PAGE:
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A Black Jewish filmmaker brings her dual identities to BET
Lacey Schwartz Delgado’s ‘Black x Jewish’ highlights the shared fight against antisemitism and racism
Lacey Schwartz Delgado believes conversation — the tougher the better — can bring about change. Her own story proves it.
She had several hard conversations with her parents after learning, at age 18, that her biological father was not the Ashkenazi Jewish man who raised her but actually a Black man with whom her mother had an affair. It had been explained to her throughout childhood that she was simply dark-skinned, a trait she was falsely told she inherited from her Sicilian Jewish grandfather. She chronicled the journey of racial self-discovery that followed this revelation in her acclaimed 2014 documentary “Little White Lie.”
Now, Schwartz Delgado has teamed up with BET TV to bring a difficult but important conversation to BET’s viewers. She directed “Black x Jewish,” a 30-minute TV special that premieres tonight on BET and explores the intersection of antisemitism and racism, along with the decades-long relationship between Black and Jewish communities to confront hate.
“It was really exciting and interesting to think through how to have that conversation in that space for that audience,” Schwartz Delgado told Jewish Insider. “Obviously, there are people of all different backgrounds who are going to be tuning into BET — but it was really created for a Black audience.”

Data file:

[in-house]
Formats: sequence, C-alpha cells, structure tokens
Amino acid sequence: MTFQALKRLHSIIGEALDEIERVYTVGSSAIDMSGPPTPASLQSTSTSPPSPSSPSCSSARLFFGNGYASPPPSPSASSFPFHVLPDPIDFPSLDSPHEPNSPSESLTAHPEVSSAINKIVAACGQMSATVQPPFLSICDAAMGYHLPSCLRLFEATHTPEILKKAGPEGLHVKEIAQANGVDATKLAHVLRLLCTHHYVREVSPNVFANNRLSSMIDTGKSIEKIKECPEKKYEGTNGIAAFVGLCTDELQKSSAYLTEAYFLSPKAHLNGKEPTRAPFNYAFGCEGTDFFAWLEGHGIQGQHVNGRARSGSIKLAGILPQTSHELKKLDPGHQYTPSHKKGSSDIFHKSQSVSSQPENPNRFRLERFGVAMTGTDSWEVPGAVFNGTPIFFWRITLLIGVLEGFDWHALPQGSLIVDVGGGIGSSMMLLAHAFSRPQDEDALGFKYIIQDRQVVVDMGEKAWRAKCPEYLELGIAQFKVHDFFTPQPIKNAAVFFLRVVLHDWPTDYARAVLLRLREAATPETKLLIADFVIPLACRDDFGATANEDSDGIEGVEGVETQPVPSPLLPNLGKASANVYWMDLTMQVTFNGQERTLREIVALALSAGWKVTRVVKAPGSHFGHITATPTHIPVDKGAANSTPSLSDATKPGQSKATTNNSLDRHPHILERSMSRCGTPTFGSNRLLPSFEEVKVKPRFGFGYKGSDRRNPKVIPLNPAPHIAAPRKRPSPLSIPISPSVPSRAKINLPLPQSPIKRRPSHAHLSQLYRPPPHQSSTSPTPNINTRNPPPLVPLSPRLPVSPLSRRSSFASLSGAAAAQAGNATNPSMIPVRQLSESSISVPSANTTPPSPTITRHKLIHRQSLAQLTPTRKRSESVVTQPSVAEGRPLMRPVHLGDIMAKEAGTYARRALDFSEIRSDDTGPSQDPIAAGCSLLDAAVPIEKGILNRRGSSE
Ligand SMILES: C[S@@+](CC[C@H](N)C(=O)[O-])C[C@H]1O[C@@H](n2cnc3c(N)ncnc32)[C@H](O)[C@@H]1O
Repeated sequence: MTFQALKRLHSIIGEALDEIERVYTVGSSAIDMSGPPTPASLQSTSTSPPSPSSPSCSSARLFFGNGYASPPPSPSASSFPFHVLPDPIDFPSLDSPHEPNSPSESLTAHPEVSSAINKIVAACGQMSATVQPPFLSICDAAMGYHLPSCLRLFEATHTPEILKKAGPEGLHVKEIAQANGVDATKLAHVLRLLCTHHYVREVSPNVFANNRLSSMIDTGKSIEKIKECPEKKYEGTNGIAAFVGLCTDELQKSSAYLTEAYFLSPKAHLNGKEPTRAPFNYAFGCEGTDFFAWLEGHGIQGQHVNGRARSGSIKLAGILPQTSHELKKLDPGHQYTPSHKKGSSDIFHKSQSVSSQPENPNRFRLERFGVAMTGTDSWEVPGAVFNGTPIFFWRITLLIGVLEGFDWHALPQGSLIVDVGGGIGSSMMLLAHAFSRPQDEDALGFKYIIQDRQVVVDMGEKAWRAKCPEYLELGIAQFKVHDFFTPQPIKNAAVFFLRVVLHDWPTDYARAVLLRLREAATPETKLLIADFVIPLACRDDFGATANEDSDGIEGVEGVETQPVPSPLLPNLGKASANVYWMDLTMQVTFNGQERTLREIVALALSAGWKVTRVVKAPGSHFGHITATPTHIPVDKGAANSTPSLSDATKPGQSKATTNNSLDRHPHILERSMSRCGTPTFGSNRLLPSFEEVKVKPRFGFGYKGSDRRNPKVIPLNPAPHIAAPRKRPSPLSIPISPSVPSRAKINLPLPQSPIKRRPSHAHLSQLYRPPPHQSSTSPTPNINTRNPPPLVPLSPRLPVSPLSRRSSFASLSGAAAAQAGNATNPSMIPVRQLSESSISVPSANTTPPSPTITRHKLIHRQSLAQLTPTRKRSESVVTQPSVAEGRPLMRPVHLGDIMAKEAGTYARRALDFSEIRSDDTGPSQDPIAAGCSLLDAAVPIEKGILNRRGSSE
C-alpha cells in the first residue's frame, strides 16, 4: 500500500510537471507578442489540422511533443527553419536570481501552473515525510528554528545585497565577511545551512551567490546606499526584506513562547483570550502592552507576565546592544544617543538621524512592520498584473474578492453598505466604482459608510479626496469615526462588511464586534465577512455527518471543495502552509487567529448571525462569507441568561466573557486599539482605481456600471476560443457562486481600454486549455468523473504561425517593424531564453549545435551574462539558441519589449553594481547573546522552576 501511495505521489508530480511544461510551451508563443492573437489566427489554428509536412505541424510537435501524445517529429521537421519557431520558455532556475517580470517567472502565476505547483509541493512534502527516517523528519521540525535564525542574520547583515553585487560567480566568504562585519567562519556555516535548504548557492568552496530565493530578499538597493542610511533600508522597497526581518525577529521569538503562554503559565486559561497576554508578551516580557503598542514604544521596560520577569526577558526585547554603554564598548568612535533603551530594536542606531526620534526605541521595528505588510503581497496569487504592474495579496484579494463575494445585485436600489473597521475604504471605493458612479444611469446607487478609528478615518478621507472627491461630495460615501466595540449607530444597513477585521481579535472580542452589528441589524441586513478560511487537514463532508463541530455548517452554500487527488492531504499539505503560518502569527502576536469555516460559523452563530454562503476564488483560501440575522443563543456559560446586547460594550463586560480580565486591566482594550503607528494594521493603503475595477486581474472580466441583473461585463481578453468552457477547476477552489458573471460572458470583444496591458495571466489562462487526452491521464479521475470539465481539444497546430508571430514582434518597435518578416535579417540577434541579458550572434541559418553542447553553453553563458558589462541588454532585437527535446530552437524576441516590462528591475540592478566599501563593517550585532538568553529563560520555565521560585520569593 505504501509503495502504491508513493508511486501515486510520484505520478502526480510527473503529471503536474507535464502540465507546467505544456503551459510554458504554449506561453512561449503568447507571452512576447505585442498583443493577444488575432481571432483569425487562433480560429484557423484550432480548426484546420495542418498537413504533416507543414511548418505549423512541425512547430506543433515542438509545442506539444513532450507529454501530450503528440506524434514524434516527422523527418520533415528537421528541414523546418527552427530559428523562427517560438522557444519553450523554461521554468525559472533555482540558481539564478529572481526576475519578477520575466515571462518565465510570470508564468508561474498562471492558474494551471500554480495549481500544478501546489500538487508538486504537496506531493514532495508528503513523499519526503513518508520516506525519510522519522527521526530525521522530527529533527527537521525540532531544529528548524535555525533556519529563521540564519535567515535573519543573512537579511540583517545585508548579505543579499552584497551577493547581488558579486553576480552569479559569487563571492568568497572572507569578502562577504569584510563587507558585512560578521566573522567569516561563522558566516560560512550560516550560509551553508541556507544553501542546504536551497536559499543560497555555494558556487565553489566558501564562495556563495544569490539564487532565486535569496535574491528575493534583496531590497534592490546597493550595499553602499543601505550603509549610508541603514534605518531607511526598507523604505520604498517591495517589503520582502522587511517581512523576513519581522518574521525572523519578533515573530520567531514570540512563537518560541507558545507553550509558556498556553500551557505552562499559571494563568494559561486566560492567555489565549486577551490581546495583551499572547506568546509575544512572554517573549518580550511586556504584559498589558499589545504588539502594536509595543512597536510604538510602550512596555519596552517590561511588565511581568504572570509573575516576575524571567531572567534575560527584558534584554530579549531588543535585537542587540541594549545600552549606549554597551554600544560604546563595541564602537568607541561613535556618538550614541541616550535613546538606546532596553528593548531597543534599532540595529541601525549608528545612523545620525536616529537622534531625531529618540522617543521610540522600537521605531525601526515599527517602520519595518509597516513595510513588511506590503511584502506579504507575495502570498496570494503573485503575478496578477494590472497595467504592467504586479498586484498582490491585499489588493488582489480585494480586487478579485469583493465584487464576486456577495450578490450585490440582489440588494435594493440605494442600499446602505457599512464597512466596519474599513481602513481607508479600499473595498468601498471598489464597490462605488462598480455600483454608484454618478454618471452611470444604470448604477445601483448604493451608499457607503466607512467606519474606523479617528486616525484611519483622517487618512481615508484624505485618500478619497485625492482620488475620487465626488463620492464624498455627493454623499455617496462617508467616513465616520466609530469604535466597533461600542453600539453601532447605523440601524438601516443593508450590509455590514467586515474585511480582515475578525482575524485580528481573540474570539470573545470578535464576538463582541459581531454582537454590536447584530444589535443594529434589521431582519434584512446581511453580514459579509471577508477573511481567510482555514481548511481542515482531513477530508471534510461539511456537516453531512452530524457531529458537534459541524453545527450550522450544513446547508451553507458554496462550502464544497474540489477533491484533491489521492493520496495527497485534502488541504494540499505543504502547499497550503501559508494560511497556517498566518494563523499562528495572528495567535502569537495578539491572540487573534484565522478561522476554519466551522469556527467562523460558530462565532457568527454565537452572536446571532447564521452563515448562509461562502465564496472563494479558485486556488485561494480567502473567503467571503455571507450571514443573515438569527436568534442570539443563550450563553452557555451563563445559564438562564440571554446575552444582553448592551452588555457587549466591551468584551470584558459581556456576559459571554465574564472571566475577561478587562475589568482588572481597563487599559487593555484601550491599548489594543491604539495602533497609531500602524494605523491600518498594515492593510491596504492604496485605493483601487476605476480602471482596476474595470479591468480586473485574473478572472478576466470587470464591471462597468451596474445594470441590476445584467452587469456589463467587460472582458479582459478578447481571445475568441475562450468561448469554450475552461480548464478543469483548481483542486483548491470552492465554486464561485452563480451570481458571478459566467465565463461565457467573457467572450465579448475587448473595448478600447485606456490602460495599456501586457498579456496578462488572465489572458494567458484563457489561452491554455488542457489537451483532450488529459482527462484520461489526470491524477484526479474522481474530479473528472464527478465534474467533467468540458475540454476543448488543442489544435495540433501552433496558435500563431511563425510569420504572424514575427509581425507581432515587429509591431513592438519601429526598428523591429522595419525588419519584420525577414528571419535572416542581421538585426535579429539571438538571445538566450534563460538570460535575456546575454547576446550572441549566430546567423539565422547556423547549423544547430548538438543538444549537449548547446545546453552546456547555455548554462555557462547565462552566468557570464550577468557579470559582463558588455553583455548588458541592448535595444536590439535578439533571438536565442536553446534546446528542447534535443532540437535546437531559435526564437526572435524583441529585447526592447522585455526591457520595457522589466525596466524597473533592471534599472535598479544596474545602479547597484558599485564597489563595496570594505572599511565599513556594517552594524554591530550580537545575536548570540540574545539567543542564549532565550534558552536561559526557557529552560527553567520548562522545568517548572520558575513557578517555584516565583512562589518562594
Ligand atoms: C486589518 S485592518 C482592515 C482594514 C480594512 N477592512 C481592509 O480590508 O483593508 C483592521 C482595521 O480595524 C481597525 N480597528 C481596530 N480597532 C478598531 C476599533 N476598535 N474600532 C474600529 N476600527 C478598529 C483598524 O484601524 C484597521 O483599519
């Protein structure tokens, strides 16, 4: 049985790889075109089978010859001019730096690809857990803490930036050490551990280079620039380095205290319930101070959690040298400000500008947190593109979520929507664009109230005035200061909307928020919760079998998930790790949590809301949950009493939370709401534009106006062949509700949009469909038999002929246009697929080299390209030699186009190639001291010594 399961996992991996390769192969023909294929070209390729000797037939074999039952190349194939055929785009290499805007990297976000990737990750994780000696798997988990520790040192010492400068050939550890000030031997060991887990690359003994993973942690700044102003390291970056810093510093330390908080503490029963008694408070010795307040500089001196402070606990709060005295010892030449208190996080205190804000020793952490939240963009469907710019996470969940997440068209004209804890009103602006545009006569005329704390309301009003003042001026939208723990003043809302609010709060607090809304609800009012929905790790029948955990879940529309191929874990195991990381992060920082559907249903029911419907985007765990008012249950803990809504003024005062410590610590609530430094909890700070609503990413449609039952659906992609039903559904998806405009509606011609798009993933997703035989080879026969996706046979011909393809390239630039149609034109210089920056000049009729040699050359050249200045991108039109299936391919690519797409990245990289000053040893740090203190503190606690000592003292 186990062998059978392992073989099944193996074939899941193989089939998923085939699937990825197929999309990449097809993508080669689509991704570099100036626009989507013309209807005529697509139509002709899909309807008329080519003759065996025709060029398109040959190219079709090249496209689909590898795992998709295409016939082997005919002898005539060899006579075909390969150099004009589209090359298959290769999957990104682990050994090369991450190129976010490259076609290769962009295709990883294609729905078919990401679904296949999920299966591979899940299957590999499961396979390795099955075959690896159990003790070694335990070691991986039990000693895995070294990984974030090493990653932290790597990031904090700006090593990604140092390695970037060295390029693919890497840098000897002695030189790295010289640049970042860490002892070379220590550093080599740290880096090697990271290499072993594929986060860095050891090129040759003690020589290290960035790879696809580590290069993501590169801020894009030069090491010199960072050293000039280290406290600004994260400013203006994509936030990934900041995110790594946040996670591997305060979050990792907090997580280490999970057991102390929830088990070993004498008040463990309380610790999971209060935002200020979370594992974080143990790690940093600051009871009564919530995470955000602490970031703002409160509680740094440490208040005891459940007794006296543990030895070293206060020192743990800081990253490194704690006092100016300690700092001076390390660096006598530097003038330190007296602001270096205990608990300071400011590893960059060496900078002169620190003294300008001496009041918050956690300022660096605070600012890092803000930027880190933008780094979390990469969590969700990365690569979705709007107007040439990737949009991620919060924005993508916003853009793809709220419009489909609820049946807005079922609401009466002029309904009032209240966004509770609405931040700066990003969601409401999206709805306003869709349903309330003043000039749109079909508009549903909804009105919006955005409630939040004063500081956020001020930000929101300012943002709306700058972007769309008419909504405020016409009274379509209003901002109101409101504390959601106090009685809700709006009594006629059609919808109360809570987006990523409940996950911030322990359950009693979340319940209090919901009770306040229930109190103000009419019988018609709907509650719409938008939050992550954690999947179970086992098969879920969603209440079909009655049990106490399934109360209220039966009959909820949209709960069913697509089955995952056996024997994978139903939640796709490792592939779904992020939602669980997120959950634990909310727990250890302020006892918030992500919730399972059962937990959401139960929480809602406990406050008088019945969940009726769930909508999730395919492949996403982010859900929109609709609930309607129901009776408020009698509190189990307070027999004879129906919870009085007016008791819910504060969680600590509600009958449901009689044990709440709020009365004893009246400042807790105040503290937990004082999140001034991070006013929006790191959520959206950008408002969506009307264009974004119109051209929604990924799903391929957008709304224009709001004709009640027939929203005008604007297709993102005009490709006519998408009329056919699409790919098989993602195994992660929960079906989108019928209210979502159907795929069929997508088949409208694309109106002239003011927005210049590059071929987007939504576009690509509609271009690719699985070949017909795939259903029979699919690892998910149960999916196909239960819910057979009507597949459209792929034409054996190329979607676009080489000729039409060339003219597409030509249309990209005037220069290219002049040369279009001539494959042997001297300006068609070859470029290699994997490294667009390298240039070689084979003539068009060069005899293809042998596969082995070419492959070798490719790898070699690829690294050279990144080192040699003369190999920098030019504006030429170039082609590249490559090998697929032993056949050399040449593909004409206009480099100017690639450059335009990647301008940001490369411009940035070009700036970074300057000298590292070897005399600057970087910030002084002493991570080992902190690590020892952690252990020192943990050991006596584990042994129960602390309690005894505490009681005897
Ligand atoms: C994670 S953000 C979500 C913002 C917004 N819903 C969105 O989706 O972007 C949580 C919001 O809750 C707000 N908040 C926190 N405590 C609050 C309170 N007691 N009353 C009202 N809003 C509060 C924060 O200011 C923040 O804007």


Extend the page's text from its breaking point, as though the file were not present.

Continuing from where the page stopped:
The special will be available online to stream tomorrow. It is the latest project from BET’s “Content for Change” program, a $25 million initiative announced last summer to target racial inequality in America.
“Black x Jewish” starts with an exploration of the contrasts of January 6: The night before, Georgia elected its first Black and first Jewish senators; several hours later, white supremacist rioters invaded the U.S. Capitol. “I think that framework really sums that up the highs and lows. The high is when these communities come together and can achieve incredible things, and then the lows are when the hatred against both communities collectively comes out,” said Schwartz Delgado.
The special features a diverse array of activists, faith leaders and artists — some are Black and not Jewish; others are Jewish but not Black; several, like Schwartz Delgado, are both. “It was less about us kind of trying to check all the boxes and more just to make sure that we were inspiring the beginning of a conversation,” she said.
“There is power in unity,” Schwartz Delgado notes in the special. It traces the history of the Black and Jewish communities working together during the civil rights movement, while also featuring in-depth discussions about the ways that antisemitism and racism intersect.
Prominent interviewees include Yavilah McCoy, a Black Jewish activist and educator; Susannah Heschel, professor of Jewish studies at Dartmouth College and the daughter of civil rights activist Rabbi Abraham Joshua Heschel; Ebro Darden, a Black Jewish hip-hop artist; Rabbi Jill Jacobs, CEO of T’ruah: The Rabbinic Call for Human Rights; and Rabbi Sharon Brous, founder and senior rabbi at IKAR in Los Angeles.
Rep. Hakeem Jeffries (D-NY), the chairman of the House Democratic Caucus, is the only politician to appear in the film, but that’s less about politics than it is the unique demographics of his Brooklyn district. “All roads lead to Brooklyn,” Jeffries jokes. Schwartz Delgado observes that he “successfully navigates a place where Black folks and Jewish people have both lived for generations,” and that Jeffries is “on a mission to see how Black and Jewish communities can look at their own experiences to find common ground and build alliances.” (Schwartz Delgado is married to Rep. Antonio Delgado [D-NY], who represents parts of the Hudson Valley and the Catskills.)